Province to Increase Legal Aid Eligibility Threshold on April 1, 2017
Ontario is providing more people with affordable access to legal services by increasing the financial eligibility threshold for legal aid by another six per cent.Effective April 1, 2017, about 140,000 more people will be eligible to receive the legal services they need, regardless of their ability to pay. This has been made possible by the province's investments in Legal Aid Ontario (LAO) to increase access to legal aid services for low-income and vulnerable people provincewide.
This is part of Ontario's 2014 commitment to expand access to legal aid services provided by LAO to an additional one million Ontarians in ten years. With more than 500,000 additional people who will be eligible for legal aid, Ontario is now more than half-way to this goal.
Improving access to justice is part of the government's plan to keep communities safe and help people in their everyday lives.
"Ontario has increased LAO’s funding by $153 million over the past four years in order to increase legal aid services for low-income and vulnerable people across the province. Our plan is focused on putting affordable legal expertise within reach of more low-income people to help level the playing field and increase access to justice. I am pleased that by continuing to increase LAO’s eligibility threshold, 500,000 more people will be eligible for the legal aid services they need."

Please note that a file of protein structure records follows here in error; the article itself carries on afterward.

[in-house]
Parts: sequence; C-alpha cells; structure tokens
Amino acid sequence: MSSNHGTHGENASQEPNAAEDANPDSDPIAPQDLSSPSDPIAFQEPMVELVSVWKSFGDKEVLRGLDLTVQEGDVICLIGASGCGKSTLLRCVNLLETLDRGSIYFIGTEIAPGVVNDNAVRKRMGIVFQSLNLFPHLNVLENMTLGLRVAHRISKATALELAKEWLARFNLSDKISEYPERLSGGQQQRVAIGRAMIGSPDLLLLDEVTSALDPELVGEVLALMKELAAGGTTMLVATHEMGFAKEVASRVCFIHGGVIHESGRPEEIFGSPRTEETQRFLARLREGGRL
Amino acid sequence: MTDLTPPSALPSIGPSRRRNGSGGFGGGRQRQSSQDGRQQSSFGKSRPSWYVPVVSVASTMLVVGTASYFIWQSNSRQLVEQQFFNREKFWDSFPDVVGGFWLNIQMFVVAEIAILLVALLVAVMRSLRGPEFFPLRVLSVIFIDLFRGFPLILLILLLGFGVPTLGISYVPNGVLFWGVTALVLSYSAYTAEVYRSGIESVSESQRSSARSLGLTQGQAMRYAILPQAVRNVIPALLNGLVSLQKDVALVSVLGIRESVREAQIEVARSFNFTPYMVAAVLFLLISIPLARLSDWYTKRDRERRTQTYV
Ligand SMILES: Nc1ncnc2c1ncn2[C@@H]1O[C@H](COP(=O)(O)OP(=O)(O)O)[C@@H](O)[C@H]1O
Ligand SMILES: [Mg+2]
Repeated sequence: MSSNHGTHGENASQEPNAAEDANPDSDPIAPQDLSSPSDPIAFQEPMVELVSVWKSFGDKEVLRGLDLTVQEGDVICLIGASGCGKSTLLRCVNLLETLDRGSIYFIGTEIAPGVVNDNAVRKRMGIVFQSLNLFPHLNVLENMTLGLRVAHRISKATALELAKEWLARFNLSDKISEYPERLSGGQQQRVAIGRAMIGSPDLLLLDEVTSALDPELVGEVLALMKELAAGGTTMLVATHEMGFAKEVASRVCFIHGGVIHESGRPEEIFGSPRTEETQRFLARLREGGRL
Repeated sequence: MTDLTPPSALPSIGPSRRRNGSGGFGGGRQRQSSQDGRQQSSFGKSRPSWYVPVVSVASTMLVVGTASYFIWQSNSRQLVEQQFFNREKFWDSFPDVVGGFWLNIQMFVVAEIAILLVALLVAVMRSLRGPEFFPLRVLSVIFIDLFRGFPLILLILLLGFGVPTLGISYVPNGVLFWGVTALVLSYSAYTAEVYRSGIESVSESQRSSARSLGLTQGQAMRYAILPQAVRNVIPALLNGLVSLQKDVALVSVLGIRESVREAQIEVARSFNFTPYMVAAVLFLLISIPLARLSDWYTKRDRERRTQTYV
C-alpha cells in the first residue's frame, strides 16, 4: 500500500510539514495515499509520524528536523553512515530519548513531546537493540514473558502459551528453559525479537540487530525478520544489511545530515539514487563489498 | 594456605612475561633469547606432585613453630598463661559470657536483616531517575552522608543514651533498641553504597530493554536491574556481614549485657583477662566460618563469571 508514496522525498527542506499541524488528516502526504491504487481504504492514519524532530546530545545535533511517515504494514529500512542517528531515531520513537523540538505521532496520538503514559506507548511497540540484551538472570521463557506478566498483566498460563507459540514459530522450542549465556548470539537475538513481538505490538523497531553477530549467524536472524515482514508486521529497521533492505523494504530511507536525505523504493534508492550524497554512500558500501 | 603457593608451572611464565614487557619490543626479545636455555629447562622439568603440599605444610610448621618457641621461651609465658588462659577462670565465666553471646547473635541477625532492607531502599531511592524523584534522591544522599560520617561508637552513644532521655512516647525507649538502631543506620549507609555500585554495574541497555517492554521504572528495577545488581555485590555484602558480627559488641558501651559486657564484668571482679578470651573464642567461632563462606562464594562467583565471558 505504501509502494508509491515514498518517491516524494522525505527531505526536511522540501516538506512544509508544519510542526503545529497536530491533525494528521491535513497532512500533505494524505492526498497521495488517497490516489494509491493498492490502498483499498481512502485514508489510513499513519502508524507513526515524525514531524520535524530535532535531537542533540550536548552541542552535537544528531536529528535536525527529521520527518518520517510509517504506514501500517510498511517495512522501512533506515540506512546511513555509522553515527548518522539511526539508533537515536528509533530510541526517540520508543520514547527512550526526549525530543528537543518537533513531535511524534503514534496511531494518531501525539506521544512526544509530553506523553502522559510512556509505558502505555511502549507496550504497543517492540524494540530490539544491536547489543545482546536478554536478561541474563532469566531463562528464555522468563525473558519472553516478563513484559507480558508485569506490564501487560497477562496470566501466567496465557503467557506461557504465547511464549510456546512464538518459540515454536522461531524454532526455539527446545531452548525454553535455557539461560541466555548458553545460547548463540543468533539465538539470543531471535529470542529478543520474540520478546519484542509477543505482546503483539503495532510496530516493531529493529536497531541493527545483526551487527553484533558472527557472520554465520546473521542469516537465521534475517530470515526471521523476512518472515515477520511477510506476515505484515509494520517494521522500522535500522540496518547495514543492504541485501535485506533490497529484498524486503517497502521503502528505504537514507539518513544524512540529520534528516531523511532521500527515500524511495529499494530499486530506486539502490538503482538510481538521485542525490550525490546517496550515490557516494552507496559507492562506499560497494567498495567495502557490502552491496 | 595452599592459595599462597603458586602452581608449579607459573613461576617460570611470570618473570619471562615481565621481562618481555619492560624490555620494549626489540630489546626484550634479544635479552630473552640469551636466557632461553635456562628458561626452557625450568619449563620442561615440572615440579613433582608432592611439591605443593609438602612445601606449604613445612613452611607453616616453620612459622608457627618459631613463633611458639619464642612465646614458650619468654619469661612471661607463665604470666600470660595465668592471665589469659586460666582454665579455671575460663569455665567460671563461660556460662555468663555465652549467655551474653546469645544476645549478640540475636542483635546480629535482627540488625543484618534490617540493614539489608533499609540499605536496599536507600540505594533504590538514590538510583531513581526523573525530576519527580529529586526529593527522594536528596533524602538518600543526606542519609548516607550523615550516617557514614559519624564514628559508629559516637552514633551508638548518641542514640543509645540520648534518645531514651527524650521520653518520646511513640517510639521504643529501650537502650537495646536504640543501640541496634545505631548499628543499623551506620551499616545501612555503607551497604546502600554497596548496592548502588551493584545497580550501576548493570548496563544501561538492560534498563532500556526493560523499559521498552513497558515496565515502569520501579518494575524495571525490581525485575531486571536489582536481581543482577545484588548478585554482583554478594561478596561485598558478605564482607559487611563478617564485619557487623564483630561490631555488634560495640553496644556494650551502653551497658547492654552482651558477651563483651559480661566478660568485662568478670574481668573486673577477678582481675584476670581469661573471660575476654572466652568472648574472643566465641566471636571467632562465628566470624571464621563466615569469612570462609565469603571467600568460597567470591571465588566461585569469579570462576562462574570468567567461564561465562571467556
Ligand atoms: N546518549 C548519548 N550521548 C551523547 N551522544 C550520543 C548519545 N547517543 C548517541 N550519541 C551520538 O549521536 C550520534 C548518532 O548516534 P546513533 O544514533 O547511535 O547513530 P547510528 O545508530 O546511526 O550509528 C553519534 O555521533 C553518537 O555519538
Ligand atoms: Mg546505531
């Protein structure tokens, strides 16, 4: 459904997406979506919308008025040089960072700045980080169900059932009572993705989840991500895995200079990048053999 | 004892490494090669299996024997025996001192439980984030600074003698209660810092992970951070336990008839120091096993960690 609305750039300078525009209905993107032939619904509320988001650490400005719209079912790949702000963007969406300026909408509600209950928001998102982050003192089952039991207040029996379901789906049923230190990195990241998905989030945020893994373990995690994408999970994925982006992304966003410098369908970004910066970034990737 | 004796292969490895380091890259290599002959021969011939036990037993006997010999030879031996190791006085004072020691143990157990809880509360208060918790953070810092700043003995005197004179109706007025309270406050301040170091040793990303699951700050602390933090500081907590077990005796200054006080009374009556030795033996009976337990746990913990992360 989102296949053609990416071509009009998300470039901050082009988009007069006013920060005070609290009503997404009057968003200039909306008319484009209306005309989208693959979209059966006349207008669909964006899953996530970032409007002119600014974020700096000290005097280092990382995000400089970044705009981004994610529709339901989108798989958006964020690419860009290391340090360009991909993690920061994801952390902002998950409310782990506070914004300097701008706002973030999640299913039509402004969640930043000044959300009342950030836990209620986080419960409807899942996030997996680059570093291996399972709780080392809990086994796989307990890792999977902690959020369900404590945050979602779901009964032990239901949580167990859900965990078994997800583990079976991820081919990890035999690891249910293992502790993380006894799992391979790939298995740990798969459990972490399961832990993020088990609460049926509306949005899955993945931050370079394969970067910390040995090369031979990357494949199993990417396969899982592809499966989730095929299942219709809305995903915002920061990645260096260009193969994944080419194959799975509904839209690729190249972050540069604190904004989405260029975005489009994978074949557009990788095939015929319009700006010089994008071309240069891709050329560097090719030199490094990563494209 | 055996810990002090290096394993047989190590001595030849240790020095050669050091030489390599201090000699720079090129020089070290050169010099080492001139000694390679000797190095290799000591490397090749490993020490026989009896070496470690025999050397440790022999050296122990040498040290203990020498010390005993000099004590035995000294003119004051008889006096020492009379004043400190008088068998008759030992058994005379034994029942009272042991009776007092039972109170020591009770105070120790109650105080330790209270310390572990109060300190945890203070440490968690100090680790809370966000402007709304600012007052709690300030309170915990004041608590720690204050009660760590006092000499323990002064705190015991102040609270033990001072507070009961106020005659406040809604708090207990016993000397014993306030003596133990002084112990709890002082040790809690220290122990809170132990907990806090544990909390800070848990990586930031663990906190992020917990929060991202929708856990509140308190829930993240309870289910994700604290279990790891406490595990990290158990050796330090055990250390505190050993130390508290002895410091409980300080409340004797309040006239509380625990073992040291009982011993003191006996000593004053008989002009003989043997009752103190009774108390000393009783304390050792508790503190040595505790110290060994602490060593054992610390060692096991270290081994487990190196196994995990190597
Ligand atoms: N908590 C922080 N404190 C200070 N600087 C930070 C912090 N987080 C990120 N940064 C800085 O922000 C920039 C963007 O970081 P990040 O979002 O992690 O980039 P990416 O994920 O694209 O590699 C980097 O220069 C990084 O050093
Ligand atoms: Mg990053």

— Yasir Naqvi, Attorney General
- This year, Ontario is investing almost $67 million to help LAO provide legal services in areas such as criminal, family, immigration, mental health and poverty law.
- This is the fourth time that Ontario has boosted the eligibility threshold by six per cent. Previous increases took place on Nov. 1, 2014, April 1, 2015 and April 1, 2016.
- An eligibility threshold is the income level at which people can qualify for legal aid services. Contact LAO to find out if you qualify.
- Ontario has increased LAO’s funding by $153 million over the past four years, which has helped people in the province access: representation for urgent or serious matters; advice about legal rights, obligations and court processes; assistance in the courtroom for bail hearings and sentencing; and local legal services from a community clinic, in areas such as social assistance and housing law.